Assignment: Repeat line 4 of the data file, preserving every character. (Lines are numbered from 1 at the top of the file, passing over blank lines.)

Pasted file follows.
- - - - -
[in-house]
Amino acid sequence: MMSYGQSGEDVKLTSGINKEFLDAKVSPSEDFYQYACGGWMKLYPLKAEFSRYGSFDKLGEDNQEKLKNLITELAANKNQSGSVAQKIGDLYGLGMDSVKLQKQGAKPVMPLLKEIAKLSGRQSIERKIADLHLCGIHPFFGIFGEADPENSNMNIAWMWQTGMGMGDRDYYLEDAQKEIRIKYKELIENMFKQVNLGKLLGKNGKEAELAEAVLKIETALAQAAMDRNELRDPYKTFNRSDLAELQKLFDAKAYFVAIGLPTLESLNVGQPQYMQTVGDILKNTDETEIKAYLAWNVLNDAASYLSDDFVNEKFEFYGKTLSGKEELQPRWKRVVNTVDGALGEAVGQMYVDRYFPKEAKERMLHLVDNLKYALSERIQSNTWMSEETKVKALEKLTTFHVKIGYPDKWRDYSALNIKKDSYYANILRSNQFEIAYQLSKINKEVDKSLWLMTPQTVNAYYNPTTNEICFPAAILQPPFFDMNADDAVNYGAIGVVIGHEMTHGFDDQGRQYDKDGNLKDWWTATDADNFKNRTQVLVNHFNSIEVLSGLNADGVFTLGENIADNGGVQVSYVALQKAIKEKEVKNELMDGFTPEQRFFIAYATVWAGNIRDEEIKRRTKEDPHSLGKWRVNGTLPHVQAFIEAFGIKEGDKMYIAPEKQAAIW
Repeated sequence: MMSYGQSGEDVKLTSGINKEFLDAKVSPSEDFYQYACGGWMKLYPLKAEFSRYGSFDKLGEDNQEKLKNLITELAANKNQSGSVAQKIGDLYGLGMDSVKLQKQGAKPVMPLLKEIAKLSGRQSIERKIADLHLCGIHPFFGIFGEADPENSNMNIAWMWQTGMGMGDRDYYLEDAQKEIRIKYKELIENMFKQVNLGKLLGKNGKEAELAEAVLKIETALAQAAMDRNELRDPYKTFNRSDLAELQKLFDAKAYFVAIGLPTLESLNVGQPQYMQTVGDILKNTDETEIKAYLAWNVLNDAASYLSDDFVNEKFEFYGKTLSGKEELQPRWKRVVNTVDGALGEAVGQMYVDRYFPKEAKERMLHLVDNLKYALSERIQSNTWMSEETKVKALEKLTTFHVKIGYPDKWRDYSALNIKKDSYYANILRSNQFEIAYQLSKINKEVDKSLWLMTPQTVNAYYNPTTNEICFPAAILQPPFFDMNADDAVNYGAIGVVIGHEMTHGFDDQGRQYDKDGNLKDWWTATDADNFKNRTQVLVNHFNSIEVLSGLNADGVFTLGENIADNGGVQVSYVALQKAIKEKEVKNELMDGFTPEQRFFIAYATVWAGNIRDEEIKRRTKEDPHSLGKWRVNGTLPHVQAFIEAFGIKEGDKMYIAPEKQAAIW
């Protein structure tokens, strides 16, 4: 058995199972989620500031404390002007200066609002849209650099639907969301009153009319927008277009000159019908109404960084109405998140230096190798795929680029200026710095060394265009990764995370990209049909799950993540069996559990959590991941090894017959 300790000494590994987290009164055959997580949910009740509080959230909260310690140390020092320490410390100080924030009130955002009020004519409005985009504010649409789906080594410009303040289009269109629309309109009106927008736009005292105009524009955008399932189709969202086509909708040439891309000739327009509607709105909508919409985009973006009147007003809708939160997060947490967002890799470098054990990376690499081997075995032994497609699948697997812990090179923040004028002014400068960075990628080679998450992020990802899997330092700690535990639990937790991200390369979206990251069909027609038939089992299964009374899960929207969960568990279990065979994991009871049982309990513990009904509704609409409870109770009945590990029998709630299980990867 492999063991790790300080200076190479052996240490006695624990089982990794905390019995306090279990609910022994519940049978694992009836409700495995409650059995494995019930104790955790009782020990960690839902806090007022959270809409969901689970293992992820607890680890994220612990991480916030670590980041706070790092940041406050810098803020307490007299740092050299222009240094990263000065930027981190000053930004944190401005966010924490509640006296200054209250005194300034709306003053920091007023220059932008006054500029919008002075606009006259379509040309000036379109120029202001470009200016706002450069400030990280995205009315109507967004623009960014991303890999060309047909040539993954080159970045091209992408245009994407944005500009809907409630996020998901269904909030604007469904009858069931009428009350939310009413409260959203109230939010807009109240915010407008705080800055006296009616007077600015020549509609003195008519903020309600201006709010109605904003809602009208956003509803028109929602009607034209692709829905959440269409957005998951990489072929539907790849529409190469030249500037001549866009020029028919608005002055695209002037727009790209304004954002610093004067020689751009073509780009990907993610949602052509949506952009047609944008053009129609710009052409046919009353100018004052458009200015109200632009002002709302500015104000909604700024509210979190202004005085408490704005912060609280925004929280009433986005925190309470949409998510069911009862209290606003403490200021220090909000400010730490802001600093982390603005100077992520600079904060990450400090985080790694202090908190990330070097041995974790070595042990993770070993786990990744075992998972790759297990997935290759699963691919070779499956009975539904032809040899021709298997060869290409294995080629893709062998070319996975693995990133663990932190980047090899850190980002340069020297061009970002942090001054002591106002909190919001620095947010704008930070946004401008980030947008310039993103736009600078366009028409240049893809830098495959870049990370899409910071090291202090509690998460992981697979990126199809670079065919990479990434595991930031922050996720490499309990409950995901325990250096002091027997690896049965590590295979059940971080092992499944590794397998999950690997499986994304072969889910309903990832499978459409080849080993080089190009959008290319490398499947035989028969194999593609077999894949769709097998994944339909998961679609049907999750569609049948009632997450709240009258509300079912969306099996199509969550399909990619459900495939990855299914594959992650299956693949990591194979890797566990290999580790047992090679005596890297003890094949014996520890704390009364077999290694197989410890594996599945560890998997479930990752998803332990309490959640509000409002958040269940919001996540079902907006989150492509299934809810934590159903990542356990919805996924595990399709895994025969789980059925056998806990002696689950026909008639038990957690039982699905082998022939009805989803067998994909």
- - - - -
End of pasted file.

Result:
């Protein structure tokens, strides 16, 4: 058995199972989620500031404390002007200066609002849209650099639907969301009153009319927008277009000159019908109404960084109405998140230096190798795929680029200026710095060394265009990764995370990209049909799950993540069996559990959590991941090894017959 300790000494590994987290009164055959997580949910009740509080959230909260310690140390020092320490410390100080924030009130955002009020004519409005985009504010649409789906080594410009303040289009269109629309309109009106927008736009005292105009524009955008399932189709969202086509909708040439891309000739327009509607709105909508919409985009973006009147007003809708939160997060947490967002890799470098054990990376690499081997075995032994497609699948697997812990090179923040004028002014400068960075990628080679998450992020990802899997330092700690535990639990937790991200390369979206990251069909027609038939089992299964009374899960929207969960568990279990065979994991009871049982309990513990009904509704609409409870109770009945590990029998709630299980990867 492999063991790790300080200076190479052996240490006695624990089982990794905390019995306090279990609910022994519940049978694992009836409700495995409650059995494995019930104790955790009782020990960690839902806090007022959270809409969901689970293992992820607890680890994220612990991480916030670590980041706070790092940041406050810098803020307490007299740092050299222009240094990263000065930027981190000053930004944190401005966010924490509640006296200054209250005194300034709306003053920091007023220059932008006054500029919008002075606009006259379509040309000036379109120029202001470009200016706002450069400030990280995205009315109507967004623009960014991303890999060309047909040539993954080159970045091209992408245009994407944005500009809907409630996020998901269904909030604007469904009858069931009428009350939310009413409260959203109230939010807009109240915010407008705080800055006296009616007077600015020549509609003195008519903020309600201006709010109605904003809602009208956003509803028109929602009607034209692709829905959440269409957005998951990489072929539907790849529409190469030249500037001549866009020029028919608005002055695209002037727009790209304004954002610093004067020689751009073509780009990907993610949602052509949506952009047609944008053009129609710009052409046919009353100018004052458009200015109200632009002002709302500015104000909604700024509210979190202004005085408490704005912060609280925004929280009433986005925190309470949409998510069911009862209290606003403490200021220090909000400010730490802001600093982390603005100077992520600079904060990450400090985080790694202090908190990330070097041995974790070595042990993770070993786990990744075992998972790759297990997935290759699963691919070779499956009975539904032809040899021709298997060869290409294995080629893709062998070319996975693995990133663990932190980047090899850190980002340069020297061009970002942090001054002591106002909190919001620095947010704008930070946004401008980030947008310039993103736009600078366009028409240049893809830098495959870049990370899409910071090291202090509690998460992981697979990126199809670079065919990479990434595991930031922050996720490499309990409950995901325990250096002091027997690896049965590590295979059940971080092992499944590794397998999950690997499986994304072969889910309903990832499978459409080849080993080089190009959008290319490398499947035989028969194999593609077999894949769709097998994944339909998961679609049907999750569609049948009632997450709240009258509300079912969306099996199509969550399909990619459900495939990855299914594959992650299956693949990591194979890797566990290999580790047992090679005596890297003890094949014996520890704390009364077999290694197989410890594996599945560890998997479930990752998803332990309490959640509000409002958040269940919001996540079902907006989150492509299934809810934590159903990542356990919805996924595990399709895994025969789980059925056998806990002696689950026909008639038990957690039982699905082998022939009805989803067998994909």